- The Washington Times - Sunday, June 19, 2005

HELSINKI — On Sept.3, 1972, Lasse Viren began his trek toward legendary status in track and field.

Twelve laps into the 25-lap, 10,000-meter finals of the Munich Olympics, Viren got entangled with American Frank Shorter and Tunisian Mohamed Gammoudi, and Viren and Gammoudi tumbled into the infield.

Viren got up; Gammoudi did not. Viren quickly caught the lead pack and hung on. The pack was down to five with 600 meters to go when Viren started his sprint, running away to win the gold medal in the world-record time of 27 minutes 38.4 seconds.

Seven days later, Viren, a 23-year-old policeman from Finland, collected gold again, this time overpowering Gammoudi and American Steve Prefontaine in the final stretch of the 5,000-meter finals to break the tape in 13:26.4.

Remarkably, four years later in Montreal, Viren again peaked and repeated the 5,000/10,000 double, the only time any athlete has done so. The second time he added a fifth-place finish in his first marathon to his Olympic resume, with just 20 hours’ rest after the 5,000 final.

His Olympic career ended in Moscow in 1980 with a fifth in the 10,000 meters after an injury the previous month severely altered his training.

Today Viren is one of 200 members of Finland’s Parliament and father of an 18-year-old son, Matti, and two younger children. In an interview, conducted partly in English and partly through interpreter Johanna Lemola, Viren covered a variety of topics.

On his most memorable achievement: “The first Olympic gold. But if you talk outside sports, that’s different. I could say to have a good supportive family around me. So family Number1, sports Number2.”

On his idol: “Everybody has to have an idol. Historically, Paavo Nurmi [one of the “Flying Finns” who won nine Olympic golds and three silvers between 1920 and 1928] was my idol, but I never met him. The day I was supposed to [Oct. 2, 1973], he died. I got a call at home, and we just brought flowers to his statue in front of the Olympic stadium.”

On the moment he realized he could be an Olympian: “In the ‘71 European Championships — it was only then that I thought I could run in the Olympics. At first I was only going to run the 5,000 but my good result in Oslo in the 10,000 meters put a little more pressure on me to run the 10,000 in the Olympics, too.”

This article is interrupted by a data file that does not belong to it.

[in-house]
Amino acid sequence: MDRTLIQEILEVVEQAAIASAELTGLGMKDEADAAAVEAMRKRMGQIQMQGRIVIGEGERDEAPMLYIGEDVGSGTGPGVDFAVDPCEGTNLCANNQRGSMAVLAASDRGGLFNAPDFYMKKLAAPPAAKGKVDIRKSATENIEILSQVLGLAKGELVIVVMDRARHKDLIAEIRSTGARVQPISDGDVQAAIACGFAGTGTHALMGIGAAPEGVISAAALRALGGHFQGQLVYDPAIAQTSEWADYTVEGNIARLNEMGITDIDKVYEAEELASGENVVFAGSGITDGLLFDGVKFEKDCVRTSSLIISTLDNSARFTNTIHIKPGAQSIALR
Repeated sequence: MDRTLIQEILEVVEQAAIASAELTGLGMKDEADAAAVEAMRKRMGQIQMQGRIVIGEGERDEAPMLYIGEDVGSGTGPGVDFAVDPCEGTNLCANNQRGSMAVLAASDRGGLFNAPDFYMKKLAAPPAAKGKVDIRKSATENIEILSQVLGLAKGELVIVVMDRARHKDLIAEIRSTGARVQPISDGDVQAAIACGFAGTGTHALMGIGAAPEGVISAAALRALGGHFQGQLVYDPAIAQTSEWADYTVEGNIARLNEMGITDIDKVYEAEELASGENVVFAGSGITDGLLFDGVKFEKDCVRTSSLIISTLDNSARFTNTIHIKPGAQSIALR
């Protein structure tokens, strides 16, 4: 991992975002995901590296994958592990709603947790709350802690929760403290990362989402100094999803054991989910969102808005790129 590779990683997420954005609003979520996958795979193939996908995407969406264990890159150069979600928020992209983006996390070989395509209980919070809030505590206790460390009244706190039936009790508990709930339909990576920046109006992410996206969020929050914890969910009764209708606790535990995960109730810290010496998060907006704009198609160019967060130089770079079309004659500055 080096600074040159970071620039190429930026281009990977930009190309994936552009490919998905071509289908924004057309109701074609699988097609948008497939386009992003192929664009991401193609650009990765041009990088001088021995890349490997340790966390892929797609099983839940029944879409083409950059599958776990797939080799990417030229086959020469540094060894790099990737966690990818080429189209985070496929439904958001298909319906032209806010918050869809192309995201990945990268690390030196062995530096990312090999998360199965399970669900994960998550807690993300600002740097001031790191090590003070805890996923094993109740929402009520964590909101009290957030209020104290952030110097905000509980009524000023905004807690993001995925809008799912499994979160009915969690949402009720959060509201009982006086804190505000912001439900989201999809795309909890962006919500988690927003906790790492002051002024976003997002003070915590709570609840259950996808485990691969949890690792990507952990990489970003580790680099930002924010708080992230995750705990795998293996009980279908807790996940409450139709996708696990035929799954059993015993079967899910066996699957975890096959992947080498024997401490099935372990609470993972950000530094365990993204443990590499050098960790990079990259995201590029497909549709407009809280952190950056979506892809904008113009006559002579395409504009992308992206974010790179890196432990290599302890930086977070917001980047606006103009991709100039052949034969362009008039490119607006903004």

On his fall in the 10,000 in Munich: “It happens every once in awhile. But in an Olympic race, it’s different. It wasn’t anybody’s fault. The first runners slowed down and [Shorter] was behind me and put his hand up to stop from running into me. All I can remember is that I was lying on the grass and somebody else was falling over me, and I was just hoping he wouldn’t fall on my legs. My first idea after I got up was that I was running in the wrong direction because the crowd was yelling. The only thing I had on my mind was to get up and go after the other runners.”

On doing his debut marathon after the 10,000 and 5,000 in Montreal: “The idea came from [Czech running great Emil] Zatopek doing all three [winning the 5,000, 10,000 and marathon] in [the 1952] Helsinki [Olympics]. It was a joke that nobody could do it any more. There was a lot of criticism here in Finland that how could somebody do all three? My coach and I worked up a plan. There was no time to regain my nutrition. There were only 20 hours between the 5,000 final and the marathon. I have [silver medalist] Frank to thank for that. My coach said to just run with Frank — he wouldn’t do anything stupid.”

On rumors that he was involved in the then-legal practice of blood boosting, which involved freezing blood then having it returned to the body later to improve the oxygen content and promote quicker recovery: “I don’t have any more information than you do, and I’m not commenting on any rumors concerning anybody else. … They know what they did and I know what I did.”

On political aspirations, with six years in Parliament down and two to go: “I haven’t decided if I will re-run. Politics are very different than sport. With running, you are your own person. In politics, this is like a very slow run.”


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